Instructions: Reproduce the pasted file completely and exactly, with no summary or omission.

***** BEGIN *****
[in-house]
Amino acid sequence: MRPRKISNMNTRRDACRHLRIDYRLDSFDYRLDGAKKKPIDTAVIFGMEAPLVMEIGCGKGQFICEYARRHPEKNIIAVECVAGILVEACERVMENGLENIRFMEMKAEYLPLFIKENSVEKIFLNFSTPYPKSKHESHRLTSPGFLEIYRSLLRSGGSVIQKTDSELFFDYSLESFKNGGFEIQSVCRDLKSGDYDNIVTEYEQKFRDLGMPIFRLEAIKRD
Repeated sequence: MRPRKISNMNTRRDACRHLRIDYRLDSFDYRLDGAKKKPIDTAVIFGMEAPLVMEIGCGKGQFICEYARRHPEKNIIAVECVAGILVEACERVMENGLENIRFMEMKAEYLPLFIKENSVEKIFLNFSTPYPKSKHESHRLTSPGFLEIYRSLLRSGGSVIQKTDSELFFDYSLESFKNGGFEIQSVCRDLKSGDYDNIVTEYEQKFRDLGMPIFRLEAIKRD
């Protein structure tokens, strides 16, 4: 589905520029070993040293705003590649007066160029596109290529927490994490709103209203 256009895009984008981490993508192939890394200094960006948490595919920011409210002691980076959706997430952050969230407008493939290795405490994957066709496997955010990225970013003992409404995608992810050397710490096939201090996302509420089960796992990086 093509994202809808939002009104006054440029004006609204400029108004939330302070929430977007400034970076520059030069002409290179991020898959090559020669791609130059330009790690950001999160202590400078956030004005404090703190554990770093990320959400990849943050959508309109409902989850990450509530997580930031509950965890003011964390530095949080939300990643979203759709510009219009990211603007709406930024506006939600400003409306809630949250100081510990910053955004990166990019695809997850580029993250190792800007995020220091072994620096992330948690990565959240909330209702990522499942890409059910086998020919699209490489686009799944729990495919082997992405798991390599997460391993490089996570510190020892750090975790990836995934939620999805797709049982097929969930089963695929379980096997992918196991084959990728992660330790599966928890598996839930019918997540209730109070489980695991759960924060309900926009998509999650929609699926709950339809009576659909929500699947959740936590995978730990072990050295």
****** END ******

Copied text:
[in-house]
Amino acid sequence: MRPRKISNMNTRRDACRHLRIDYRLDSFDYRLDGAKKKPIDTAVIFGMEAPLVMEIGCGKGQFICEYARRHPEKNIIAVECVAGILVEACERVMENGLENIRFMEMKAEYLPLFIKENSVEKIFLNFSTPYPKSKHESHRLTSPGFLEIYRSLLRSGGSVIQKTDSELFFDYSLESFKNGGFEIQSVCRDLKSGDYDNIVTEYEQKFRDLGMPIFRLEAIKRD
Repeated sequence: MRPRKISNMNTRRDACRHLRIDYRLDSFDYRLDGAKKKPIDTAVIFGMEAPLVMEIGCGKGQFICEYARRHPEKNIIAVECVAGILVEACERVMENGLENIRFMEMKAEYLPLFIKENSVEKIFLNFSTPYPKSKHESHRLTSPGFLEIYRSLLRSGGSVIQKTDSELFFDYSLESFKNGGFEIQSVCRDLKSGDYDNIVTEYEQKFRDLGMPIFRLEAIKRD
């Protein structure tokens, strides 16, 4: 589905520029070993040293705003590649007066160029596109290529927490994490709103209203 256009895009984008981490993508192939890394200094960006948490595919920011409210002691980076959706997430952050969230407008493939290795405490994957066709496997955010990225970013003992409404995608992810050397710490096939201090996302509420089960796992990086 093509994202809808939002009104006054440029004006609204400029108004939330302070929430977007400034970076520059030069002409290179991020898959090559020669791609130059330009790690950001999160202590400078956030004005404090703190554990770093990320959400990849943050959508309109409902989850990450509530997580930031509950965890003011964390530095949080939300990643979203759709510009219009990211603007709406930024506006939600400003409306809630949250100081510990910053955004990166990019695809997850580029993250190792800007995020220091072994620096992330948690990565959240909330209702990522499942890409059910086998020919699209490489686009799944729990495919082997992405798991390599997460391993490089996570510190020892750090975790990836995934939620999805797709049982097929969930089963695929379980096997992918196991084959990728992660330790599966928890598996839930019918997540209730109070489980695991759960924060309900926009998509999650929609699926709950339809009576659909929500699947959740936590995978730990072990050295």